Why We Created the Oral Health Equity in America Survey — and What We Found

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April 22, 2022

How is America’s oral health?

It’s a challenging question, especially when you consider all the potential sources of information. Is the best answer based on behaviors and experiences in dental offices and communities across the country? Or is it better to look at knowledge, like how much a person understands about the connection between their oral health and overall health? Or perhaps perception would provide the best insight — the value of oral health in one’s life or confidence in a particular smile.

The best answer is probably all of the above, which is exactly why CareQuest Institute for Oral Health created a nationally representative survey of 5,682 adults earlier this year. The survey — what we call the State of Oral Health Equity in America survey — is a follow-up to a similar survey we created in 2021. (NORC at the University of Chicago collects the responses.)

This year’s survey yielded dozens of novel and compelling insights on the landscape of oral health, many of which the CareQuest Institute research team is examining and comparing as you read this. As a companion to the many reports, articles, and educational programs the Institute will release in the coming weeks and months, here are some additional insights from our research team on why we conduct the survey, some early findings, and areas within oral health that are ripe for change.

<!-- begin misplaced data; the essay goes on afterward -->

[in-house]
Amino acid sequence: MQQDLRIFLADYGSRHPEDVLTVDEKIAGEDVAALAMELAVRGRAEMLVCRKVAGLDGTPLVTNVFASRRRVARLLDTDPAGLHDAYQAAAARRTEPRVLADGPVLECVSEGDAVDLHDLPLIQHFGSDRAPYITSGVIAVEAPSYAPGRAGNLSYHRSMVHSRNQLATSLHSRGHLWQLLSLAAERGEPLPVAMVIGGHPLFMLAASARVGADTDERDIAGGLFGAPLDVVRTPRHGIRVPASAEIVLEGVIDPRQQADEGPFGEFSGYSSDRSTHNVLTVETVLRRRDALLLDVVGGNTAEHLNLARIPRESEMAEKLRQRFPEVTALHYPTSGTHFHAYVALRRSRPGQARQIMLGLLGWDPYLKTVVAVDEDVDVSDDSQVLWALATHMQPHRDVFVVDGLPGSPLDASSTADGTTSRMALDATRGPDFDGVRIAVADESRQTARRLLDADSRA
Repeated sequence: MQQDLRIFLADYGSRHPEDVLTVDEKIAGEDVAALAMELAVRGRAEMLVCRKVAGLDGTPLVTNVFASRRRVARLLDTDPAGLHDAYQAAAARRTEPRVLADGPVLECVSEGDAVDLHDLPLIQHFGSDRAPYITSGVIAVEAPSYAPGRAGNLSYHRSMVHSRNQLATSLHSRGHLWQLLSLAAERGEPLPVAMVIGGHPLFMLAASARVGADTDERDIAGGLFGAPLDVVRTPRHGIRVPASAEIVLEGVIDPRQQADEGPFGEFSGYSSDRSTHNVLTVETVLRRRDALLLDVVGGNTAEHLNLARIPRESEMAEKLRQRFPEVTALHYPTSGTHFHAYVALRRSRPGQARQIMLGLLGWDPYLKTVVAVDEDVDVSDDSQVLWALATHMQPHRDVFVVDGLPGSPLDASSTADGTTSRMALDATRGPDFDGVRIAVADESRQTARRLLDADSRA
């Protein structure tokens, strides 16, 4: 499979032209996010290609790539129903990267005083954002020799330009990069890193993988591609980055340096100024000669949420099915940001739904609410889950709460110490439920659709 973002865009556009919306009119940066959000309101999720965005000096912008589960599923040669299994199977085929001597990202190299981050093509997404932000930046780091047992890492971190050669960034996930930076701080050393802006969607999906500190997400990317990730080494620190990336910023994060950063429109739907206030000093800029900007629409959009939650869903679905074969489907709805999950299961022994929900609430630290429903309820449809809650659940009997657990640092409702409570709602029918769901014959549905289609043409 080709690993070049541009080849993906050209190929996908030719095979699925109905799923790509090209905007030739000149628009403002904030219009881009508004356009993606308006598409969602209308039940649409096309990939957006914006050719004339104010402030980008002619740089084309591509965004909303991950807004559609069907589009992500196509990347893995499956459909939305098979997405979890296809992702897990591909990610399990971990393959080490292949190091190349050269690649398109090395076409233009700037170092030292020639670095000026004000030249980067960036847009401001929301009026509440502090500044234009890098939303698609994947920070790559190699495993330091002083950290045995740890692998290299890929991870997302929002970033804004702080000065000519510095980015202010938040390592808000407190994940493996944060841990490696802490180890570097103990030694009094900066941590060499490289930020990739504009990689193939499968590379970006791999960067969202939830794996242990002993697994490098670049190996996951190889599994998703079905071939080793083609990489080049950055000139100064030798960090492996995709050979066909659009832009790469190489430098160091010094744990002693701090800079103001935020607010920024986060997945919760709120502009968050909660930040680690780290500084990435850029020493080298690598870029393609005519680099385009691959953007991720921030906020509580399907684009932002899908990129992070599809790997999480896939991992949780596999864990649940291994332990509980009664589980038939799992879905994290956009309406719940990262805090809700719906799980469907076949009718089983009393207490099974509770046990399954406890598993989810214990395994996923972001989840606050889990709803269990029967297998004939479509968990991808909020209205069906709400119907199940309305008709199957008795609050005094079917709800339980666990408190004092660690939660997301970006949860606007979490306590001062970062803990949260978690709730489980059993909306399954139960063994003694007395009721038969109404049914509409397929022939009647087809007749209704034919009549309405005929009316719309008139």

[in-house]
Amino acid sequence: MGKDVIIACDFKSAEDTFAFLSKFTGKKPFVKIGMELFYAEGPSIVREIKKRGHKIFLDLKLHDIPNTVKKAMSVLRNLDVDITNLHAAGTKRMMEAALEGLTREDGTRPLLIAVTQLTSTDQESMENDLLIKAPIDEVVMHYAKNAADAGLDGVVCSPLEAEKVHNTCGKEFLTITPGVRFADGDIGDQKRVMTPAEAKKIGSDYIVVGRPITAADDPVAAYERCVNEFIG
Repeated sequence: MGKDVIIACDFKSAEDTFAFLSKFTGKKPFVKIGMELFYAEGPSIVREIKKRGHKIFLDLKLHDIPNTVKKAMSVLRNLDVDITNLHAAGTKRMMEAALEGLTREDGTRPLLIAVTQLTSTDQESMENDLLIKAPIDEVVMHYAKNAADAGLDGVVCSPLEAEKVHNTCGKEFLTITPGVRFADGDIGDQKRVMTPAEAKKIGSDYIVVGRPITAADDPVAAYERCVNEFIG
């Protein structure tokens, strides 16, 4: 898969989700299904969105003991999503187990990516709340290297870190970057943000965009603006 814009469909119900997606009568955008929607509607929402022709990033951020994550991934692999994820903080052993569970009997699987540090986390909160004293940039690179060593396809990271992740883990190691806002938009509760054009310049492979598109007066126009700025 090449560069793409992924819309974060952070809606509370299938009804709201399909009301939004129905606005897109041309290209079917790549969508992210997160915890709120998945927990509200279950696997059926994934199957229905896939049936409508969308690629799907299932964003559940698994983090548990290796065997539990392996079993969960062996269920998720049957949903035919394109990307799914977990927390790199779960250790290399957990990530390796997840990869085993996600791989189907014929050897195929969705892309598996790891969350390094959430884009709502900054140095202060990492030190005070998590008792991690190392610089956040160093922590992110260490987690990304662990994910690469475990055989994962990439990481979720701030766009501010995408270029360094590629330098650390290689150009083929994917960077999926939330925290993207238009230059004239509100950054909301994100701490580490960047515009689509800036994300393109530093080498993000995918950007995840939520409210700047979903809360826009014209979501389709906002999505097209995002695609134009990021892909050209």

What is the State of Oral Health Equity in America survey?

The State of Oral Health Equity in America survey is the largest nationally representative survey focused exclusively on adults’ knowledge, attitudes, experiences, and behaviors related to oral health. In addition to gathering information on individuals’ oral health experiences, this survey also collected information on how insurance coverage, oral health literacy, and how access to a trusted provider can improve oral health opportunities and affect outcomes.

Who completed the survey?

NORC at the University of Chicago collected survey results in January–February 2022 (and in 2021) on adults 18 and older on the AmeriSpeak panel. The data obtained from more than 5,000 adults from across the United States can be stratified in a variety of ways to gain a better understanding of oral health behaviors, literacy, and other neighborhood, social, and psychosocial factors associated with oral health inequities. Barriers to oral health care have been well recognized in the past, but these data provide new perspectives on inequities related to factors such as food insecurity, housing instability, discrimination experiences, and the social determinants of health.

americans-avoiding-dentistWhat were some noteworthy findings from the 2022 survey?

There are far too many to list here, so here are six that stood out:

  • 96% of adult Americans know that there is a connection between the health of the mouth and the rest of the body.
  • Cost (27%) was the primary reason adults did not go to the dentist in the last two years. COVID-19 (18%) was the second-most-common reason.
  • More than two-thirds of adults strongly agree that dental care should be covered by Medicaid (67%) and Medicare (70%).
  • Nearly 6 in 10 (59%) of Black adults have lost one or more permanent teeth to decay or gum disease compared to 45% for all adults.